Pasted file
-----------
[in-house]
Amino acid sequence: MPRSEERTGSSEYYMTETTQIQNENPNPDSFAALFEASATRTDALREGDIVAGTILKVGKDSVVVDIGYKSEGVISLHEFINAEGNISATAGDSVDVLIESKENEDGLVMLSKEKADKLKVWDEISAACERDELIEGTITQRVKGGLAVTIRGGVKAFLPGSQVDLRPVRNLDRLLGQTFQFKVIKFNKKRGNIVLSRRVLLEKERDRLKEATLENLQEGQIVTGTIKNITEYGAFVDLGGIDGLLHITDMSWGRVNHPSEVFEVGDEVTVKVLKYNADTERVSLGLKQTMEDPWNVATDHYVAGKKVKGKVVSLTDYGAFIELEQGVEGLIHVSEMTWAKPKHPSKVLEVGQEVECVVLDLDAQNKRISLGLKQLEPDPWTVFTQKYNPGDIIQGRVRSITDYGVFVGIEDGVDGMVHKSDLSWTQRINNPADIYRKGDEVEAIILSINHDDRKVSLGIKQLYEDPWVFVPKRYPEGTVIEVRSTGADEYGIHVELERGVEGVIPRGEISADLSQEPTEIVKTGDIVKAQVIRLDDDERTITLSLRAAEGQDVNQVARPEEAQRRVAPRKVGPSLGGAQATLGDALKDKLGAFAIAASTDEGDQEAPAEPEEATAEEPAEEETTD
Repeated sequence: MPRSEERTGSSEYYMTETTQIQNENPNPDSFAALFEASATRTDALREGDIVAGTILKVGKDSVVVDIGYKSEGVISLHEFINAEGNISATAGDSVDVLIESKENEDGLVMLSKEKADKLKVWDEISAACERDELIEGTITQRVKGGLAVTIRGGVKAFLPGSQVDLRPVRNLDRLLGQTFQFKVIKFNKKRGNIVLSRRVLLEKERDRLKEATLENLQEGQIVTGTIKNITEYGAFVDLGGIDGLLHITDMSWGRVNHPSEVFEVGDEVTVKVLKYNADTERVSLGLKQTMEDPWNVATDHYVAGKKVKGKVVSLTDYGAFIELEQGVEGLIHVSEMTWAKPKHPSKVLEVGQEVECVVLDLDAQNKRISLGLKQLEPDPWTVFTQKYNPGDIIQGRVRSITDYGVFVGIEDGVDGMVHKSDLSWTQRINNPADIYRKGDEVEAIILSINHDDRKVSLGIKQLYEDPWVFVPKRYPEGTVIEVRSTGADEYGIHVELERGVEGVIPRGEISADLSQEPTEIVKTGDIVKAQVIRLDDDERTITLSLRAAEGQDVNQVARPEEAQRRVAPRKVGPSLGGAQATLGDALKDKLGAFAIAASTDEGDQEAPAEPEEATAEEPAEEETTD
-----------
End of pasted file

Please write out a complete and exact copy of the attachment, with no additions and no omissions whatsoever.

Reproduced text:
[in-house]
Amino acid sequence: MPRSEERTGSSEYYMTETTQIQNENPNPDSFAALFEASATRTDALREGDIVAGTILKVGKDSVVVDIGYKSEGVISLHEFINAEGNISATAGDSVDVLIESKENEDGLVMLSKEKADKLKVWDEISAACERDELIEGTITQRVKGGLAVTIRGGVKAFLPGSQVDLRPVRNLDRLLGQTFQFKVIKFNKKRGNIVLSRRVLLEKERDRLKEATLENLQEGQIVTGTIKNITEYGAFVDLGGIDGLLHITDMSWGRVNHPSEVFEVGDEVTVKVLKYNADTERVSLGLKQTMEDPWNVATDHYVAGKKVKGKVVSLTDYGAFIELEQGVEGLIHVSEMTWAKPKHPSKVLEVGQEVECVVLDLDAQNKRISLGLKQLEPDPWTVFTQKYNPGDIIQGRVRSITDYGVFVGIEDGVDGMVHKSDLSWTQRINNPADIYRKGDEVEAIILSINHDDRKVSLGIKQLYEDPWVFVPKRYPEGTVIEVRSTGADEYGIHVELERGVEGVIPRGEISADLSQEPTEIVKTGDIVKAQVIRLDDDERTITLSLRAAEGQDVNQVARPEEAQRRVAPRKVGPSLGGAQATLGDALKDKLGAFAIAASTDEGDQEAPAEPEEATAEEPAEEETTD
Repeated sequence: MPRSEERTGSSEYYMTETTQIQNENPNPDSFAALFEASATRTDALREGDIVAGTILKVGKDSVVVDIGYKSEGVISLHEFINAEGNISATAGDSVDVLIESKENEDGLVMLSKEKADKLKVWDEISAACERDELIEGTITQRVKGGLAVTIRGGVKAFLPGSQVDLRPVRNLDRLLGQTFQFKVIKFNKKRGNIVLSRRVLLEKERDRLKEATLENLQEGQIVTGTIKNITEYGAFVDLGGIDGLLHITDMSWGRVNHPSEVFEVGDEVTVKVLKYNADTERVSLGLKQTMEDPWNVATDHYVAGKKVKGKVVSLTDYGAFIELEQGVEGLIHVSEMTWAKPKHPSKVLEVGQEVECVVLDLDAQNKRISLGLKQLEPDPWTVFTQKYNPGDIIQGRVRSITDYGVFVGIEDGVDGMVHKSDLSWTQRINNPADIYRKGDEVEAIILSINHDDRKVSLGIKQLYEDPWVFVPKRYPEGTVIEVRSTGADEYGIHVELERGVEGVIPRGEISADLSQEPTEIVKTGDIVKAQVIRLDDDERTITLSLRAAEGQDVNQVARPEEAQRRVAPRKVGPSLGGAQATLGDALKDKLGAFAIAASTDEGDQEAPAEPEEATAEEPAEEETTD